After increasing during much of the 20th century, forest cover in the eastern United States in recent decades has resumed its previous decline, according to an exhaustive new analysis published in the April 2010 issue of BioScience. The work is described in an article by Mark A. Drummond and Thomas R. Loveland of the US Geological Survey (USGS).
During the 19th century and earlier, forests were cleared for agriculture on a large scale, but from around 1920 onward, the eastern United States experienced a net increase in forest cover as fields were abandoned and trees regrew. Experts have been uncertain whether this trend has continued. Drummond and Loveland examined changes in the eastern part of the country from 1973 to 2000 as part of the USGS's Land Cover Trends project, using remotely sensed imagery as well as statistical data, field notes, and ground photographs. Over this time they found a 4.1 percent decline in total forest area, a "substantial and sustained net loss" equivalent to more than 3.7 million hectares. The researchers describe considerable regional variation, with net loss being particularly marked in the southeastern plains.
The net loss occurred even though reforestation of abandoned fields and pastures continues, in some regions more than others. Most net forest loss occurs as result of mechanical disturbance of forests for timber production, which keeps some land free of forest, and as a result of urban expansion, which is generally a permanent change. Mountaintop removal for mining in the Appalachian highlands has also had a "substantial impact" on eastern land cover, contributing more than 420,000 hectares of net forest decline. The authors comment that their findings suggest forest transitions may not plateau and stabilize after reaching a point of maximum recovery, which "has important implications for sustainability, future carbon sequestration, and biodiversity."
After noon EST on 7 April and for the remainder of the month, the full text of the article will be available for free download through the copy of this Press Release available at www.aibs.org/bioscience-press-releases/.
BioScience, published 11 times per year, is the journal of the American Institute of Biological Sciences (AIBS). BioScience publishes commentary and peer-reviewed articles covering a wide range of biological fields, with a focus on "Organisms from Molecules to the Environment." The journal has been published since 1964. AIBS is an umbrella organization for professional scientific societies and organizations that are involved with biology. It represents some 200 member societies and organizations with a combined membership of about 250,000.
The complete list of peer-reviewed articles in the April 2010 issue of BioScience is as follows:
The Functional Genomics of Inbreeding Depression: A New Approach to an Old Problem by Ken N. Paige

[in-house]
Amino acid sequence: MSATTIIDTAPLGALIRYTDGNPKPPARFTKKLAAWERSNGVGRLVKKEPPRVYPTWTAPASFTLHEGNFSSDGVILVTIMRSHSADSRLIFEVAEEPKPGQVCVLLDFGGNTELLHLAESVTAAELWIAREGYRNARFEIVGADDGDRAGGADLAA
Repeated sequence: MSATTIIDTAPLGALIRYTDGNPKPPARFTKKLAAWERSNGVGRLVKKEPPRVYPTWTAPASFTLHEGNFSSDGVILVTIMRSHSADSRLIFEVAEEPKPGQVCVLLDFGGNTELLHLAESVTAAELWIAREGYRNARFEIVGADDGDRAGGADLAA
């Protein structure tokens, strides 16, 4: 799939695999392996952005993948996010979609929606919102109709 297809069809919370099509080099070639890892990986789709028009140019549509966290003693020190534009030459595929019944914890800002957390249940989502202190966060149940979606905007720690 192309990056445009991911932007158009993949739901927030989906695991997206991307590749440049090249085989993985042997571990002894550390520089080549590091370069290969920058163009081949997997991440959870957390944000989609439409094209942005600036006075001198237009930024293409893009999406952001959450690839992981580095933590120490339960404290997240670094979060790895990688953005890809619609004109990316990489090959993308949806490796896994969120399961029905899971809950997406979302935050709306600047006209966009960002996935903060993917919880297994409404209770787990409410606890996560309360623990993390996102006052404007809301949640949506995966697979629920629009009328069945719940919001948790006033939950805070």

Induced Pluripotent Stem Cells: The Dragon Awakens by Weidong Han, Yali Zhao, and Xiaobing Fu
Land-use Pressure and a Transition to Forest-cover Loss in the Eastern United States by Mark A. Drummond and Thomas R. Loveland
Livestock Protection Dogs in the 21st Century: Is an Ancient Tool Relevant to Modern Conservation Challenges? by Thomas M. Gehring, Kurt C. VerCauteren, and Jean-Marc Landry
Forest History in East Africa's Eastern Arc Mountains: Biological Science and the Uses of History by Christopher A. Conte
Timothy Beardsley | EurekAlert!
Study relating to materials testing Detecting damages in non-magnetic steel through magnetism
23.07.2018 | Technische Universität Kaiserslautern
Innovative genetic tests for children with developmental disorders and epilepsy
11.07.2018 | Christian-Albrechts-Universität zu Kiel
Scientists at the University of California, Los Angeles present new research on a curious cosmic phenomenon known as "whistlers" -- very low frequency packets...
Scientists develop first tool to use machine learning methods to compute flow around interactively designable 3D objects. Tool will be presented at this year’s prestigious SIGGRAPH conference.
When engineers or designers want to test the aerodynamic properties of the newly designed shape of a car, airplane, or other object, they would normally model...
Researchers from TU Graz and their industry partners have unveiled a world first: the prototype of a robot-controlled, high-speed combined charging system (CCS) for electric vehicles that enables series charging of cars in various parking positions.
Global demand for electric vehicles is forecast to rise sharply: by 2025, the number of new vehicle registrations is expected to reach 25 million per year....
Proteins must be folded correctly to fulfill their molecular functions in cells. Molecular assistants called chaperones help proteins exploit their inbuilt folding potential and reach the correct three-dimensional structure. Researchers at the Max Planck Institute of Biochemistry (MPIB) have demonstrated that actin, the most abundant protein in higher developed cells, does not have the inbuilt potential to fold and instead requires special assistance to fold into its active state. The chaperone TRiC uses a previously undescribed mechanism to perform actin folding. The study was recently published in the journal Cell.
Actin is the most abundant protein in highly developed cells and has diverse functions in processes like cell stabilization, cell division and muscle...
Scientists have discovered that the electrical resistance of a copper-oxide compound depends on the magnetic field in a very unusual way -- a finding that could help direct the search for materials that can perfectly conduct electricity at room temperatur
What happens when really powerful magnets--capable of producing magnetic fields nearly two million times stronger than Earth's--are applied to materials that...
08.08.2018 | Event News
27.07.2018 | Event News
25.07.2018 | Event News
16.08.2018 | Life Sciences
16.08.2018 | Earth Sciences
16.08.2018 | Life Sciences